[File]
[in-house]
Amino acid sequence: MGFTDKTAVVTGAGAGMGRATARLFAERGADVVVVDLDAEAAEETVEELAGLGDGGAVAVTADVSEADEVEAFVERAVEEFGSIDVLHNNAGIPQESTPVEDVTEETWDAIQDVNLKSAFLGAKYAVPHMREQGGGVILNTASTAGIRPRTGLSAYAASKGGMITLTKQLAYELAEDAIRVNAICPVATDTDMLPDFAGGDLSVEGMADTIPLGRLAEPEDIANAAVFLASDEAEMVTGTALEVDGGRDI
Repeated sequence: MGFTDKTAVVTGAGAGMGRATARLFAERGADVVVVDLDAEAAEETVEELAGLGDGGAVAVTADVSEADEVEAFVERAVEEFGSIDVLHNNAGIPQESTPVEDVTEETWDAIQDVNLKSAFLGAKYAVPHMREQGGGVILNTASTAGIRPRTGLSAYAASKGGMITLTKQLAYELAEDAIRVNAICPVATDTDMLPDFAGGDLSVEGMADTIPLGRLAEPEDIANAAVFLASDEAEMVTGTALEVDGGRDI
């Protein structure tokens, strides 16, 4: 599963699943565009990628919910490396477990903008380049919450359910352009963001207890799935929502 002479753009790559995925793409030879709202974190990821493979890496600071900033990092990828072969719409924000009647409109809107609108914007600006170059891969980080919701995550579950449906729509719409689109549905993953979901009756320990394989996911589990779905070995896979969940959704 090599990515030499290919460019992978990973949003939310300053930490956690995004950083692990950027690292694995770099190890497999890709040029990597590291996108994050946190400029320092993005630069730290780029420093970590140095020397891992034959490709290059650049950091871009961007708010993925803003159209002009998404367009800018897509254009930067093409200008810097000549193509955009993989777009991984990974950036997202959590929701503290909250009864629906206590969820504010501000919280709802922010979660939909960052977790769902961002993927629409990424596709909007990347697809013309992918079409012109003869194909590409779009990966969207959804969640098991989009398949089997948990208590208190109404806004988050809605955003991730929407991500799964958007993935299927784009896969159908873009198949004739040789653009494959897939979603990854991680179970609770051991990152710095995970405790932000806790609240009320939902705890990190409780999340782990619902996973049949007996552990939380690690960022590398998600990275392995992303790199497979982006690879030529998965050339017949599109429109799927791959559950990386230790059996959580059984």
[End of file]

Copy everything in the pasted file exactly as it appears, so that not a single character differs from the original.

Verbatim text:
[in-house]
Amino acid sequence: MGFTDKTAVVTGAGAGMGRATARLFAERGADVVVVDLDAEAAEETVEELAGLGDGGAVAVTADVSEADEVEAFVERAVEEFGSIDVLHNNAGIPQESTPVEDVTEETWDAIQDVNLKSAFLGAKYAVPHMREQGGGVILNTASTAGIRPRTGLSAYAASKGGMITLTKQLAYELAEDAIRVNAICPVATDTDMLPDFAGGDLSVEGMADTIPLGRLAEPEDIANAAVFLASDEAEMVTGTALEVDGGRDI
Repeated sequence: MGFTDKTAVVTGAGAGMGRATARLFAERGADVVVVDLDAEAAEETVEELAGLGDGGAVAVTADVSEADEVEAFVERAVEEFGSIDVLHNNAGIPQESTPVEDVTEETWDAIQDVNLKSAFLGAKYAVPHMREQGGGVILNTASTAGIRPRTGLSAYAASKGGMITLTKQLAYELAEDAIRVNAICPVATDTDMLPDFAGGDLSVEGMADTIPLGRLAEPEDIANAAVFLASDEAEMVTGTALEVDGGRDI
């Protein structure tokens, strides 16, 4: 599963699943565009990628919910490396477990903008380049919450359910352009963001207890799935929502 002479753009790559995925793409030879709202974190990821493979890496600071900033990092990828072969719409924000009647409109809107609108914007600006170059891969980080919701995550579950449906729509719409689109549905993953979901009756320990394989996911589990779905070995896979969940959704 090599990515030499290919460019992978990973949003939310300053930490956690995004950083692990950027690292694995770099190890497999890709040029990597590291996108994050946190400029320092993005630069730290780029420093970590140095020397891992034959490709290059650049950091871009961007708010993925803003159209002009998404367009800018897509254009930067093409200008810097000549193509955009993989777009991984990974950036997202959590929701503290909250009864629906206590969820504010501000919280709802922010979660939909960052977790769902961002993927629409990424596709909007990347697809013309992918079409012109003869194909590409779009990966969207959804969640098991989009398949089997948990208590208190109404806004988050809605955003991730929407991500799964958007993935299927784009896969159908873009198949004739040789653009494959897939979603990854991680179970609770051991990152710095995970405790932000806790609240009320939902705890990190409780999340782990619902996973049949007996552990939380690690960022590398998600990275392995992303790199497979982006690879030529998965050339017949599109429109799927791959559950990386230790059996959580059984």